One reason for the high denial rate may be a lack of a clear regulatory or statutory bar that could be used as a definitive guide for sponsors to know what is needed to qualify for the designation. BTD denials are also confidential, which means that sponsors effectively have nothing to lose by submitting a request. Going forward, manufacturers may need to exercise more discretion in deciding to request the designation, as the process can be resource- and time-intensive for both sides.
There is no single threshold for determining what defines a breakthrough therapy
About 53 percent of the 109 total BTD denials were due at least in part to the fact that the drug did not represent a substantial improvement over existing therapies. During the day’s discussion, FDA and sponsors both noted that this is likely because the criteria for BTD are inherently subjective. In practice, this means there is no clear threshold for determining when a new therapy represents a “substantial improvement” over existing therapies. Designation decisions are complex and highly dependent on the context, including the disease or condition being targeted, the availability of other treatments, the patient population, the outcomes being studied, and the overall reliability of the data submitted. Given the multiple factors at play, it can be difficult in some cases to determine when a new product is potentially “transformational” as opposed to “better,” especially for conditions that are poorly understood or have few or no existing treatments. In making its determinations, FDA considers the totality of the evidence submitted, rather than focusing on specific evidentiary requirements.
Early communication with FDA is strongly recommended for BTD applicants
Roughly 72 percent of the BTD denials related at least in part to trial design or analysis problems, which led several people to suggest that sponsors engage with FDA prior to submitting their request. Though there are several formal mechanisms for interacting with the agency, informal consultations with the relevant review division could help sponsors to get a better and much earlier sense of what kind of data FDA might need. This early communication could both strengthen viable BTD requests and reduce the number of frivolous requests.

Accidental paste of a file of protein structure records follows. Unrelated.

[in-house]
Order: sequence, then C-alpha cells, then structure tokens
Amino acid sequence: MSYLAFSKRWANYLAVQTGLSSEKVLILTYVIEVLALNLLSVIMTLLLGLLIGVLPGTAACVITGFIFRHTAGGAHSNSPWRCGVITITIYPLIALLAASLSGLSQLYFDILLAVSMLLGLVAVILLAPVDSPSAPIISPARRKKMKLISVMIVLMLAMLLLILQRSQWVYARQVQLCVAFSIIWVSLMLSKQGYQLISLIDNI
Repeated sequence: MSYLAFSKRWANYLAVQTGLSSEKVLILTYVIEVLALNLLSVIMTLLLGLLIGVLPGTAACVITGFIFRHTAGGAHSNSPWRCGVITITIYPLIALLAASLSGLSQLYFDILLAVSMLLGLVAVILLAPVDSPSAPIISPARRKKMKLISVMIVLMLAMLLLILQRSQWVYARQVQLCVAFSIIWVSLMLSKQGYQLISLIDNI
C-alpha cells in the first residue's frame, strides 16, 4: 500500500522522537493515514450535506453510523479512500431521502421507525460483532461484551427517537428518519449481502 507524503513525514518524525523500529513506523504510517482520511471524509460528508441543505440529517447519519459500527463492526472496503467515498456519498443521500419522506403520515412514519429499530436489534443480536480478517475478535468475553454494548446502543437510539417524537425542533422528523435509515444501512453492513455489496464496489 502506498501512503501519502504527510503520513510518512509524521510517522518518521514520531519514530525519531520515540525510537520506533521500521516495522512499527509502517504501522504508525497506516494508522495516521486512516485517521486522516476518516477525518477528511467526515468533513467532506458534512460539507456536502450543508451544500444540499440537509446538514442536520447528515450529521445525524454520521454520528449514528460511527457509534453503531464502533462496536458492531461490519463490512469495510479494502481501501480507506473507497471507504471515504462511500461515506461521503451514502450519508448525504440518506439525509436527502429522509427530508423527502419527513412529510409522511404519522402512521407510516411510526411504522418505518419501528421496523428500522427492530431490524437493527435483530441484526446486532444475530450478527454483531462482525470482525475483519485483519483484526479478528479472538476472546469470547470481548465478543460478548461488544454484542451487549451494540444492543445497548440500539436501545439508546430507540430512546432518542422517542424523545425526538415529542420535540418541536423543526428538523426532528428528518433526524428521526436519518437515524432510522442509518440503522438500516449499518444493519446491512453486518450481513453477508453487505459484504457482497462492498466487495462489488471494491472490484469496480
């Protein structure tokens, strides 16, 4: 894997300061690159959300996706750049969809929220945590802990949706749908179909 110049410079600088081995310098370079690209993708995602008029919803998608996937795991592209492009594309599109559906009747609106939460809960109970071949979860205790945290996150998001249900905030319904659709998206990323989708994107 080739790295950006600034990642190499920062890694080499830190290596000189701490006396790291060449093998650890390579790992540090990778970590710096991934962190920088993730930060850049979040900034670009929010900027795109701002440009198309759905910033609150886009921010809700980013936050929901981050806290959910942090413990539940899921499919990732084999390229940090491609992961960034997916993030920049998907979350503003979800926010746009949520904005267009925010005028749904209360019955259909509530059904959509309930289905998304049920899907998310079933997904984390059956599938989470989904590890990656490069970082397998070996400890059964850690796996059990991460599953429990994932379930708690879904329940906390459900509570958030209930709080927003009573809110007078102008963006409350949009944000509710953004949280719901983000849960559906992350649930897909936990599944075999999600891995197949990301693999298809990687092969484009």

FDA may need more resources for implementing the BTD program
Drugs that receive breakthrough designation are subject to much more intensive FDA guidance and review. However, when the program was established in 2012, Congress did not allocate funding to cover its costs. There have been ongoing concerns that the program is exacting a significant toll on FDA’s already limited resources, and potentially affecting the timeline for other drug application reviews. These concerns were reiterated during the day’s discussion, and some suggested that Congress consider attaching a user fee to the BTD program when the Prescription Drug User Fee Act comes up for reauthorization in 2017.
The Initiative is a partnership between the Center for Health Policy at Brookings and the USC Schaeffer Center for Health Policy & Economics, and aims to inform the national health care debate with rigorous, evidence-based analysis leading to practical recommendations using the collaborative strengths of USC and Brookings.